Wow. They are truly incredible.  We have seen presentations for groups aimed to help advise high school students on what degree to choose for university (there are no academic advisors for high school students in Nablus) so they can have a ‘Better Life’.  One group proposed creating a centre for only women in the Old City of Nablus – a place where women can mix and mingle together, exercise, spend time and share.  Another tried to rally the students to give up one week’s worth of cigarettes and cell phone credit for Palestinian’s situated in refugee camps in Lebanon.

I am beyond excited by their ideas and the potential of these ideas. I hope and encourage the students to make each proposal a reality.  Some of the groups are already committed to begin implementation of their projects next semester.  My mind can’t even handle imagining the impact these students will have on their communities.

This morning, I sat down with nine students for interviews for the documentary I’m working on of our time here in Nablus – nine brilliant, joyful, driven students who left a huge painful smile on my face.  I can’t wait to go home and edit all the footage I’ve been collecting.  There are literally five different documentaries that I could make from all the different focuses and stories I’ve documented!

Last night one of the students, Alaa, invited us to his village to have a barbeque.  The level of hospitality, acceptance and love I felt with all the people we met from the village and all of Alaa’s friends was incredible.  It is hard for me to properly address in words the emotions and happiness I felt while we were singing, dancing and talking around the fire.  I was on a high when we arrived back to the apartments.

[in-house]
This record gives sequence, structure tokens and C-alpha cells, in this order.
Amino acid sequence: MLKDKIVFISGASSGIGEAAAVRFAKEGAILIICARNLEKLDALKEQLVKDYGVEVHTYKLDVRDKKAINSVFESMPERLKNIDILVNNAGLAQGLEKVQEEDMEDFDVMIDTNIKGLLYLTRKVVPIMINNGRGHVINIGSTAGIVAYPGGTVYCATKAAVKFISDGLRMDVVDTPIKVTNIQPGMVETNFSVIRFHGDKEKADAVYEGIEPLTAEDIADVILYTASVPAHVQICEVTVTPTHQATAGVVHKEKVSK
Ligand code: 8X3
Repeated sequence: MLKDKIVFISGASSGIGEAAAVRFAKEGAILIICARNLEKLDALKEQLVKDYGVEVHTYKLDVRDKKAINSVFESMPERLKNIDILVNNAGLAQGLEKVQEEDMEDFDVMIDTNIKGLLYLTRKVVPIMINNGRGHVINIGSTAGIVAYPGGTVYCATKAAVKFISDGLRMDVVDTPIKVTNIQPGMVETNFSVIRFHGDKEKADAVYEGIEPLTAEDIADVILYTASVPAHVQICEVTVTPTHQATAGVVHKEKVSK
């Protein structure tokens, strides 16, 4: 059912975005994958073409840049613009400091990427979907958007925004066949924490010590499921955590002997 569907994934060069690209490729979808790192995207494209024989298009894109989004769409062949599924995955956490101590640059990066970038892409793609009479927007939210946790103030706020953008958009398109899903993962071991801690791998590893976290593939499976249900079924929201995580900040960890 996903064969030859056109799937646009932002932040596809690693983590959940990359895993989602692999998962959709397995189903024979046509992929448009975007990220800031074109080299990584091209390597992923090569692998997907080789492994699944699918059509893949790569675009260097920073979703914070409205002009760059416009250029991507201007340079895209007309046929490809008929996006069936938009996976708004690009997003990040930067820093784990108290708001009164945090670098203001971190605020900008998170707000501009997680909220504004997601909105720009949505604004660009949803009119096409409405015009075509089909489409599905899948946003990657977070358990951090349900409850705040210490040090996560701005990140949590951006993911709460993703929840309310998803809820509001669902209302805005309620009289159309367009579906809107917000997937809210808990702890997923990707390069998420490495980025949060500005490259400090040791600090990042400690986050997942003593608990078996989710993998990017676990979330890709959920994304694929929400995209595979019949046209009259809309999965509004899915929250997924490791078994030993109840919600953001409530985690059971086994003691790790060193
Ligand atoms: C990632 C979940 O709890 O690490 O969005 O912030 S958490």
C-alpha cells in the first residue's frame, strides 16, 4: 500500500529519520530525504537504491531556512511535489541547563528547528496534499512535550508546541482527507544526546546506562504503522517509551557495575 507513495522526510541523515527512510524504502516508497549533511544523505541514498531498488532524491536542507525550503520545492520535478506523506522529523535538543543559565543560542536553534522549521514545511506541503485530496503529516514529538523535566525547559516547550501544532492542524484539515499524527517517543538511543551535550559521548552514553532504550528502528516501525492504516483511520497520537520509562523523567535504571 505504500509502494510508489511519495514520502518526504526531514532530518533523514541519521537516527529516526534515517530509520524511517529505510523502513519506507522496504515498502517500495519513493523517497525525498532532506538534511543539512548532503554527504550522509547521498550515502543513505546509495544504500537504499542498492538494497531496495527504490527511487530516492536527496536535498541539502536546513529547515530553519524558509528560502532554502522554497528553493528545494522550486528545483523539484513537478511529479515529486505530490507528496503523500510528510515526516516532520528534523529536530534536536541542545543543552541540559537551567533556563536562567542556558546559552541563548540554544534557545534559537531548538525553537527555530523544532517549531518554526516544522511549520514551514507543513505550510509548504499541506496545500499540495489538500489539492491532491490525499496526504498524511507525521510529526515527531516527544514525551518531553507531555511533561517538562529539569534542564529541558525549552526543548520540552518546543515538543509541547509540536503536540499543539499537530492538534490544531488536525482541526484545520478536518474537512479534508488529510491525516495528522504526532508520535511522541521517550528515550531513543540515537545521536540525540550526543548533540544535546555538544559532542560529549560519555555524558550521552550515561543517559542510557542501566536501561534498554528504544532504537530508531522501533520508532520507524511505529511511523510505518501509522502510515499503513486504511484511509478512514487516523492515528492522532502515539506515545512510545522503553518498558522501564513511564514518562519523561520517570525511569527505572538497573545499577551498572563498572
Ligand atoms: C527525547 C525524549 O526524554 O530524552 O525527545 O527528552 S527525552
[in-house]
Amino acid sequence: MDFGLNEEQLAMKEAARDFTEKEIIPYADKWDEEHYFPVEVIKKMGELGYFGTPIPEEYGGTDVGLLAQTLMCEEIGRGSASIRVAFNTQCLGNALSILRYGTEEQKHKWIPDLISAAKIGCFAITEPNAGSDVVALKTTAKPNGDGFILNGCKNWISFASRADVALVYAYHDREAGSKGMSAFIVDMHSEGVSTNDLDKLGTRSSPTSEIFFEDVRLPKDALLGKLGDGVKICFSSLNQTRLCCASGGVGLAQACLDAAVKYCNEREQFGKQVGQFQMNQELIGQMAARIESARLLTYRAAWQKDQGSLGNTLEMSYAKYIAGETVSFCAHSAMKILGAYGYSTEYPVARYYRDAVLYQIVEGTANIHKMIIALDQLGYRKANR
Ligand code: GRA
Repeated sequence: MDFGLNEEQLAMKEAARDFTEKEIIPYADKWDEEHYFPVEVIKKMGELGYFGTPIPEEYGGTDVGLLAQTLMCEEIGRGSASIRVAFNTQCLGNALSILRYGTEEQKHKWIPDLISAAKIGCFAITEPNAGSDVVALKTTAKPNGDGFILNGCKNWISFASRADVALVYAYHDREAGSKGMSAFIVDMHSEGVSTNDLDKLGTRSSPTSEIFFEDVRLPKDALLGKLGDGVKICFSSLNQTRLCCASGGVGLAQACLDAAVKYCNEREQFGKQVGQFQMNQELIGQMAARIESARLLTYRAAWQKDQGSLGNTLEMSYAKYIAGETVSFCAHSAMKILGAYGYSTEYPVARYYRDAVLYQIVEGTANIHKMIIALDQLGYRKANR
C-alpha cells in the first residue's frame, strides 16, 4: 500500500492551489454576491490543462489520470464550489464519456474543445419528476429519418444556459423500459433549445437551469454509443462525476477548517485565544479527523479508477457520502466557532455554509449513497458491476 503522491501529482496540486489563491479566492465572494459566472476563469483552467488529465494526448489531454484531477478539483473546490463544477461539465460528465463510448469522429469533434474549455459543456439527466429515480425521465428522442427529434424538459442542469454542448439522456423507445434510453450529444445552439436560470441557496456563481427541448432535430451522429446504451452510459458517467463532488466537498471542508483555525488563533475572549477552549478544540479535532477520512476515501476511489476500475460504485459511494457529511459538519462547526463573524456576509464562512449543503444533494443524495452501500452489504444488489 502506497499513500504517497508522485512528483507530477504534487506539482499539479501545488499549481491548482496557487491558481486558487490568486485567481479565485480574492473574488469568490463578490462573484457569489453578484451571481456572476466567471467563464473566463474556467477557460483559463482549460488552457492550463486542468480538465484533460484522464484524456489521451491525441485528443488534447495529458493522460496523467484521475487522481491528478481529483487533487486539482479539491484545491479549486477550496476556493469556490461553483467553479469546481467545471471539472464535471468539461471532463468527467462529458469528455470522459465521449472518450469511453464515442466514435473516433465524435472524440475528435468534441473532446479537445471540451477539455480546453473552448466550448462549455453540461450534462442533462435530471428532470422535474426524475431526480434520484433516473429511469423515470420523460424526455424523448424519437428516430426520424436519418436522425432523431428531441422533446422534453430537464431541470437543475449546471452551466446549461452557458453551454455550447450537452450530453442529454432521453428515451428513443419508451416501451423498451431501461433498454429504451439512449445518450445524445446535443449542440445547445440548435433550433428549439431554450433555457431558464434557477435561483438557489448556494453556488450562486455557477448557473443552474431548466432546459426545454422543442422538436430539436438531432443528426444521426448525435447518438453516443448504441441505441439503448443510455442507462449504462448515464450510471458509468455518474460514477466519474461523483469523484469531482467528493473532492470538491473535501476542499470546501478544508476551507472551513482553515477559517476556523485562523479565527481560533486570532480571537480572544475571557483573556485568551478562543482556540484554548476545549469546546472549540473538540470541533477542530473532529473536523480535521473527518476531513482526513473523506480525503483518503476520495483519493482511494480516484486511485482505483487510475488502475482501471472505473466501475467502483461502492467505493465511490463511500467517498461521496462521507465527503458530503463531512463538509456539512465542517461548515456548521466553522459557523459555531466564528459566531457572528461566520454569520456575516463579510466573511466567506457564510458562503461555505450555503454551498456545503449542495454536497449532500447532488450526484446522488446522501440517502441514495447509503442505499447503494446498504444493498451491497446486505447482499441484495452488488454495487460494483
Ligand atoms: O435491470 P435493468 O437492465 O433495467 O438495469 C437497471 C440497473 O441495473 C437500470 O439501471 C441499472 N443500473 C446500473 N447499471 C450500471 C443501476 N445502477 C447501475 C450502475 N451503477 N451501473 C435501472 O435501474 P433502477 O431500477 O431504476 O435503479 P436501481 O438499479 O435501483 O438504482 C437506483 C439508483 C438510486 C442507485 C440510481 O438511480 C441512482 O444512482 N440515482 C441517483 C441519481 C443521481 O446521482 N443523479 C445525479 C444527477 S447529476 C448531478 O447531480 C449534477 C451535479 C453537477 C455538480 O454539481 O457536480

I want to take a moment now, with one day of workshops left, to thank every individual who we have met from the bottom of my soul.  Each of you has left a lasting impression on me; I hope I have done the same.

This was more of a ramble than a coherent blog post… hope you enjoyed!

– KM

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For the second time in a week, students at the An-Najah National University were able to see into the lives of other students studying similar programs across the globe via a video conference with students from the University of New Orleans, Louisiana in the south of the United States.

The session is just one of over a dozen that are being implemented over two weeks by Recrear, an international non-governmental organization based in Berlin, Germany that focuses on helping youth around the world.